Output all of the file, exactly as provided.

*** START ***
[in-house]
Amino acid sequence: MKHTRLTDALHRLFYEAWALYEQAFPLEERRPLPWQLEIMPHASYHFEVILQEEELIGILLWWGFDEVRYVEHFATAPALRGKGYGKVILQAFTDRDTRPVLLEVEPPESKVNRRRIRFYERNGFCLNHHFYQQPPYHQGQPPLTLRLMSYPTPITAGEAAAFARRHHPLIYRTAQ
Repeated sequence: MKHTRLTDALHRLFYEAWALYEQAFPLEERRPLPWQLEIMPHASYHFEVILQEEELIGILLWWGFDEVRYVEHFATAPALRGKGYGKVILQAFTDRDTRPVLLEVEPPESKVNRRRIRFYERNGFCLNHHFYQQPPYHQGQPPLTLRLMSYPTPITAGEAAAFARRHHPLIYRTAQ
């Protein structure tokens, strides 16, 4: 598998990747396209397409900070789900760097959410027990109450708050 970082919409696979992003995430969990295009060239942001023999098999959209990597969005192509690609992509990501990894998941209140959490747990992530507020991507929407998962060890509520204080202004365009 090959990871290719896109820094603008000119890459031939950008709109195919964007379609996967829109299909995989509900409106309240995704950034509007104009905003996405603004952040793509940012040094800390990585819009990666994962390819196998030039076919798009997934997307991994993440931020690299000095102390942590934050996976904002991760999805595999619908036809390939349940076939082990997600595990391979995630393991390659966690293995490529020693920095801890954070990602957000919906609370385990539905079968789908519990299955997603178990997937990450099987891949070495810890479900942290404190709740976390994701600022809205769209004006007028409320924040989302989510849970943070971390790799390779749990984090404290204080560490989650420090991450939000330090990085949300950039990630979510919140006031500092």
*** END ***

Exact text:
[in-house]
Amino acid sequence: MKHTRLTDALHRLFYEAWALYEQAFPLEERRPLPWQLEIMPHASYHFEVILQEEELIGILLWWGFDEVRYVEHFATAPALRGKGYGKVILQAFTDRDTRPVLLEVEPPESKVNRRRIRFYERNGFCLNHHFYQQPPYHQGQPPLTLRLMSYPTPITAGEAAAFARRHHPLIYRTAQ
Repeated sequence: MKHTRLTDALHRLFYEAWALYEQAFPLEERRPLPWQLEIMPHASYHFEVILQEEELIGILLWWGFDEVRYVEHFATAPALRGKGYGKVILQAFTDRDTRPVLLEVEPPESKVNRRRIRFYERNGFCLNHHFYQQPPYHQGQPPLTLRLMSYPTPITAGEAAAFARRHHPLIYRTAQ
């Protein structure tokens, strides 16, 4: 598998990747396209397409900070789900760097959410027990109450708050 970082919409696979992003995430969990295009060239942001023999098999959209990597969005192509690609992509990501990894998941209140959490747990992530507020991507929407998962060890509520204080202004365009 090959990871290719896109820094603008000119890459031939950008709109195919964007379609996967829109299909995989509900409106309240995704950034509007104009905003996405603004952040793509940012040094800390990585819009990666994962390819196998030039076919798009997934997307991994993440931020690299000095102390942590934050996976904002991760999805595999619908036809390939349940076939082990997600595990391979995630393991390659966690293995490529020693920095801890954070990602957000919906609370385990539905079968789908519990299955997603178990997937990450099987891949070495810890479900942290404190709740976390994701600022809205769209004006007028409320924040989302989510849970943070971390790799390779749990984090404290204080560490989650420090991450939000330090990085949300950039990630979510919140006031500092």